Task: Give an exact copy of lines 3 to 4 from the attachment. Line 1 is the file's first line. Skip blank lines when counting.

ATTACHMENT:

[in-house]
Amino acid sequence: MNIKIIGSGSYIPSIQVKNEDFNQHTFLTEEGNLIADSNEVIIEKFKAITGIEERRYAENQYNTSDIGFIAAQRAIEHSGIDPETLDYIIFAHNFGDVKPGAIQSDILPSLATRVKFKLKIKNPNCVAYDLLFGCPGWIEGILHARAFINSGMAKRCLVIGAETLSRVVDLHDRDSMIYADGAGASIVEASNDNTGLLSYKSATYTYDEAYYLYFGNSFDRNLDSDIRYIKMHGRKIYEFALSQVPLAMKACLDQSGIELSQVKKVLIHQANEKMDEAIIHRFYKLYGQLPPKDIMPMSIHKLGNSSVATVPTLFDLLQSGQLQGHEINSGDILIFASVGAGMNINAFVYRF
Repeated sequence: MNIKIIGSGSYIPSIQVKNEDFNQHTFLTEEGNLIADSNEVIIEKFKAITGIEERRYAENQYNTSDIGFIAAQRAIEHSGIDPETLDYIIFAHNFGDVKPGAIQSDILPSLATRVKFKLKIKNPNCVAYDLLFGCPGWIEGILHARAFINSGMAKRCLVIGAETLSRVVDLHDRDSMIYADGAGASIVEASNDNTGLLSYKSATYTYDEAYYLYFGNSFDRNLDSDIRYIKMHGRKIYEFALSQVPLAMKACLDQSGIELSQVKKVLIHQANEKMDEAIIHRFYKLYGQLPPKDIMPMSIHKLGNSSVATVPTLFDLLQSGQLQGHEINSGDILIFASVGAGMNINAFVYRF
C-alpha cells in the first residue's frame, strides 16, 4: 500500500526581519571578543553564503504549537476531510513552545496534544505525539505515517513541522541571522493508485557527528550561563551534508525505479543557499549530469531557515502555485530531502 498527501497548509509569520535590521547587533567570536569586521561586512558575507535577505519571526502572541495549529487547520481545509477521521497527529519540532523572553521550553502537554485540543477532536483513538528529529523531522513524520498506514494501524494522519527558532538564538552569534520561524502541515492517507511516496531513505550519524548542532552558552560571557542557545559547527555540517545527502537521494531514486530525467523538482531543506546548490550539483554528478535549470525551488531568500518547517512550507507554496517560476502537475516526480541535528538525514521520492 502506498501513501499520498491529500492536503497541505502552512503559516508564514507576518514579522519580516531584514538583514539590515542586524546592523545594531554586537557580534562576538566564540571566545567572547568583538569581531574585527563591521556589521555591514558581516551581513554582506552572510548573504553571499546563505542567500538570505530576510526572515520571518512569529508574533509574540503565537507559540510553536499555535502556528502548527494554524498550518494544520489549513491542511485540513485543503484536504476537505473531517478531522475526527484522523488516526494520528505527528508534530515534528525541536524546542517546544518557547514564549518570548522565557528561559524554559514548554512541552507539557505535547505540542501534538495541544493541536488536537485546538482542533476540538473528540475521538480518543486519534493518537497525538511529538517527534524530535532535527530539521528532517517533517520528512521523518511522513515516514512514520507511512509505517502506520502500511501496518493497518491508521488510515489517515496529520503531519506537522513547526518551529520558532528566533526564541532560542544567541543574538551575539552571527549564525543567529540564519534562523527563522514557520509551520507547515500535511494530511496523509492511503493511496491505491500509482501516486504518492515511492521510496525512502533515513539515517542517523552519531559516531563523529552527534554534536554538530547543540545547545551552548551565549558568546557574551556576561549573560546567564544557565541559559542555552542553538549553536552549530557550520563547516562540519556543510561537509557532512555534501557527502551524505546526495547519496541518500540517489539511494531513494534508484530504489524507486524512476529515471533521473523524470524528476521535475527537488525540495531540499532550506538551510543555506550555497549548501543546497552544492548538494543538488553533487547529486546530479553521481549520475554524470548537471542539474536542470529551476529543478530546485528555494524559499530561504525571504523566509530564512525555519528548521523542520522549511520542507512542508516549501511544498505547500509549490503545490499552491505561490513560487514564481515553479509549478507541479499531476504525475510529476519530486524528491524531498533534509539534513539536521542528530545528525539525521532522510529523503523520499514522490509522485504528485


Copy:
Repeated sequence: MNIKIIGSGSYIPSIQVKNEDFNQHTFLTEEGNLIADSNEVIIEKFKAITGIEERRYAENQYNTSDIGFIAAQRAIEHSGIDPETLDYIIFAHNFGDVKPGAIQSDILPSLATRVKFKLKIKNPNCVAYDLLFGCPGWIEGILHARAFINSGMAKRCLVIGAETLSRVVDLHDRDSMIYADGAGASIVEASNDNTGLLSYKSATYTYDEAYYLYFGNSFDRNLDSDIRYIKMHGRKIYEFALSQVPLAMKACLDQSGIELSQVKKVLIHQANEKMDEAIIHRFYKLYGQLPPKDIMPMSIHKLGNSSVATVPTLFDLLQSGQLQGHEINSGDILIFASVGAGMNINAFVYRF
C-alpha cells in the first residue's frame, strides 16, 4: 500500500526581519571578543553564503504549537476531510513552545496534544505525539505515517513541522541571522493508485557527528550561563551534508525505479543557499549530469531557515502555485530531502 498527501497548509509569520535590521547587533567570536569586521561586512558575507535577505519571526502572541495549529487547520481545509477521521497527529519540532523572553521550553502537554485540543477532536483513538528529529523531522513524520498506514494501524494522519527558532538564538552569534520561524502541515492517507511516496531513505550519524548542532552558552560571557542557545559547527555540517545527502537521494531514486530525467523538482531543506546548490550539483554528478535549470525551488531568500518547517512550507507554496517560476502537475516526480541535528538525514521520492 502506498501513501499520498491529500492536503497541505502552512503559516508564514507576518514579522519580516531584514538583514539590515542586524546592523545594531554586537557580534562576538566564540571566545567572547568583538569581531574585527563591521556589521555591514558581516551581513554582506552572510548573504553571499546563505542567500538570505530576510526572515520571518512569529508574533509574540503565537507559540510553536499555535502556528502548527494554524498550518494544520489549513491542511485540513485543503484536504476537505473531517478531522475526527484522523488516526494520528505527528508534530515534528525541536524546542517546544518557547514564549518570548522565557528561559524554559514548554512541552507539557505535547505540542501534538495541544493541536488536537485546538482542533476540538473528540475521538480518543486519534493518537497525538511529538517527534524530535532535527530539521528532517517533517520528512521523518511522513515516514512514520507511512509505517502506520502500511501496518493497518491508521488510515489517515496529520503531519506537522513547526518551529520558532528566533526564541532560542544567541543574538551575539552571527549564525543567529540564519534562523527563522514557520509551520507547515500535511494530511496523509492511503493511496491505491500509482501516486504518492515511492521510496525512502533515513539515517542517523552519531559516531563523529552527534554534536554538530547543540545547545551552548551565549558568546557574551556576561549573560546567564544557565541559559542555552542553538549553536552549530557550520563547516562540519556543510561537509557532512555534501557527502551524505546526495547519496541518500540517489539511494531513494534508484530504489524507486524512476529515471533521473523524470524528476521535475527537488525540495531540499532550506538551510543555506550555497549548501543546497552544492548538494543538488553533487547529486546530479553521481549520475554524470548537471542539474536542470529551476529543478530546485528555494524559499530561504525571504523566509530564512525555519528548521523542520522549511520542507512542508516549501511544498505547500509549490503545490499552491505561490513560487514564481515553479509549478507541479499531476504525475510529476519530486524528491524531498533534509539534513539536521542528530545528525539525521532522510529523503523520499514522490509522485504528485